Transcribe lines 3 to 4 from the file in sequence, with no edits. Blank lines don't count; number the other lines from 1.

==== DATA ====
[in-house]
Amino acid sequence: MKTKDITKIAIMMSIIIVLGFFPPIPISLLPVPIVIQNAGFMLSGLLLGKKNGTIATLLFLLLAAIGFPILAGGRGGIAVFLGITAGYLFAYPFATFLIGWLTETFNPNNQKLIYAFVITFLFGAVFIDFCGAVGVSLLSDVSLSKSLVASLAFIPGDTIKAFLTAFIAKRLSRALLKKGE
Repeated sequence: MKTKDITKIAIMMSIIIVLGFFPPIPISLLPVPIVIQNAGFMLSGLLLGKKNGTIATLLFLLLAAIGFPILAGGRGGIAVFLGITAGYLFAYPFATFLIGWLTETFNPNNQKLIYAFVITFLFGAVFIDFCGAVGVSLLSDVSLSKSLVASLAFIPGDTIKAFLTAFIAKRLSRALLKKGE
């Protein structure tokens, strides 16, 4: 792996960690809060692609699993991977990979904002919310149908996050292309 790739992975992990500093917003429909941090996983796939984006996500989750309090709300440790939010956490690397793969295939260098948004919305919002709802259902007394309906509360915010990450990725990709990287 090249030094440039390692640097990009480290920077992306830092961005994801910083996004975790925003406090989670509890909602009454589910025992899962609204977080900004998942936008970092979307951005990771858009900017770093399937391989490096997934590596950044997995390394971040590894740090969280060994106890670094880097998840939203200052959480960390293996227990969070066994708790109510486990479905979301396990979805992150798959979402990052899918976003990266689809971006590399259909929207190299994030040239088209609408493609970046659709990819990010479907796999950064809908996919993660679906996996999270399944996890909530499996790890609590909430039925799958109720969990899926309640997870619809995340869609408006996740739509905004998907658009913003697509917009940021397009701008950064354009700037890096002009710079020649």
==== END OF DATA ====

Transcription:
Repeated sequence: MKTKDITKIAIMMSIIIVLGFFPPIPISLLPVPIVIQNAGFMLSGLLLGKKNGTIATLLFLLLAAIGFPILAGGRGGIAVFLGITAGYLFAYPFATFLIGWLTETFNPNNQKLIYAFVITFLFGAVFIDFCGAVGVSLLSDVSLSKSLVASLAFIPGDTIKAFLTAFIAKRLSRALLKKGE
């Protein structure tokens, strides 16, 4: 792996960690809060692609699993991977990979904002919310149908996050292309 790739992975992990500093917003429909941090996983796939984006996500989750309090709300440790939010956490690397793969295939260098948004919305919002709802259902007394309906509360915010990450990725990709990287 090249030094440039390692640097990009480290920077992306830092961005994801910083996004975790925003406090989670509890909602009454589910025992899962609204977080900004998942936008970092979307951005990771858009900017770093399937391989490096997934590596950044997995390394971040590894740090969280060994106890670094880097998840939203200052959480960390293996227990969070066994708790109510486990479905979301396990979805992150798959979402990052899918976003990266689809971006590399259909929207190299994030040239088209609408493609970046659709990819990010479907796999950064809908996919993660679906996996999270399944996890909530499996790890609590909430039925799958109720969990899926309640997870619809995340869609408006996740739509905004998907658009913003697509917009940021397009701008950064354009700037890096002009710079020649």